Overall, the group found that markers of kinase activity targeted by MEK1 were more intense in the cell line that was sensitive to this inhibitor. In contrast, the markers of kinases inhibited by PI-103 and JAK-1 were more intense in resistant cells, the authors wrote.
Mining data, the group also found that signals of phosphorylated PKCs were overall more intense in resistant cells than in sensitive cells, suggesting PKCs may also be implicated in AML resistance to various kinase inhibitors.
As a whole, the results indicated that while in some cases the activation status of a targeted pathway can indicate sensitivity to its associated inhibitor, this may not be sufficient to predict sensitivity in all cases.
Cutillas said that he and his team are now expanding the project to study a larger number of cell lines as well as "primary AML tissue," building on their proteomic and bioinformatics strategy from this initial study.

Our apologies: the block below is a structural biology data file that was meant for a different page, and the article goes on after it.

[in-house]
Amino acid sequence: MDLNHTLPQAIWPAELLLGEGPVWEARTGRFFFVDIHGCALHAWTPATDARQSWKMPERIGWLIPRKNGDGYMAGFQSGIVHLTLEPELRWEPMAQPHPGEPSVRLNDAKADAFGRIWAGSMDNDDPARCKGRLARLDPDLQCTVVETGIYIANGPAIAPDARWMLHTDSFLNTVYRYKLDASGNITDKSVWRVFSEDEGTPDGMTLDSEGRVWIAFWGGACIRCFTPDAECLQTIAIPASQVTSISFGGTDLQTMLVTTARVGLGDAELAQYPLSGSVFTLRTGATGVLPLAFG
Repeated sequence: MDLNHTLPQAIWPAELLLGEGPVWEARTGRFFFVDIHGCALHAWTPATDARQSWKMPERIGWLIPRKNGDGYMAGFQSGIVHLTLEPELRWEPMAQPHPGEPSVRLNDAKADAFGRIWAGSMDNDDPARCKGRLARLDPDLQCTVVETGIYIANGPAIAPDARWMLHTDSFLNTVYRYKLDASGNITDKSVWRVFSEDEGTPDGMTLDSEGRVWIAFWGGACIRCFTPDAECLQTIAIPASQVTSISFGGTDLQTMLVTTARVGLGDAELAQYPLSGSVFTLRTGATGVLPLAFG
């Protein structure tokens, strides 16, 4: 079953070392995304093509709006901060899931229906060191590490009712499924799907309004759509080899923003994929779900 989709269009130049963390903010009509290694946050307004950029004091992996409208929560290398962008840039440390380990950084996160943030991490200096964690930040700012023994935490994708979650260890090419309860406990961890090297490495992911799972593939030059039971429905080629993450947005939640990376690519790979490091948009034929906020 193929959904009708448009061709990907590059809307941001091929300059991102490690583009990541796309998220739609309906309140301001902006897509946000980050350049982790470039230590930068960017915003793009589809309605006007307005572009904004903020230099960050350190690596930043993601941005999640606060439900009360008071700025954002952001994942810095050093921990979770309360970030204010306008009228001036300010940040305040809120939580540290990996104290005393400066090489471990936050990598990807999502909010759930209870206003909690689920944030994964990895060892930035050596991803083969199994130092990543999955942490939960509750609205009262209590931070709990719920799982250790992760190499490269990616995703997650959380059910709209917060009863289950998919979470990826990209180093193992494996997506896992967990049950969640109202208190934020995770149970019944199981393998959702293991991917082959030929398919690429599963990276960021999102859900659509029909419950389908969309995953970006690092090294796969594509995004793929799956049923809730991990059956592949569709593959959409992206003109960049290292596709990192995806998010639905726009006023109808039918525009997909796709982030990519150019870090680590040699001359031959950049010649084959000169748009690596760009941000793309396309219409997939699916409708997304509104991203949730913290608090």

In addition to his position at Barts, Cutillas is a founding director of the biotech firm Activiomics, which, he said, provides phosphoproteomic services for several companies, including Genentech and GlaxoSmithKline.
He suggested that if the group's findings hold, phosphoproteomic analysis could be a valuable tool to better predict the best combination therapy for patients.
"Currently, oncologists ask… 'Is drug X likely to work for patient Y?,' [while] phosphoproteomics [could] give oncologists the opportunity to ask open questions [like] 'which drug or drug combination is likely to work for patient Y?," he said.
A number of researchers and firms aside from Cutillas and Activiomics are also pursuing similar efforts using phosphoproteomics to guide drug treatment.
For instance, proteomics firm Theranostics Health has amassed a database of phosphorylation profiles in a number of cancers that it hopes to use in companion diagnostic development (PM 8/13/2010). Last month, a team led by University of North Carolina researcher Gary Johnson published a paper in Cell in which they used phosphoproteomics to predict drug combinations that would overcome kinase inhibitor resistance in triple-negative breast cancer patients (PM 4/20/2012).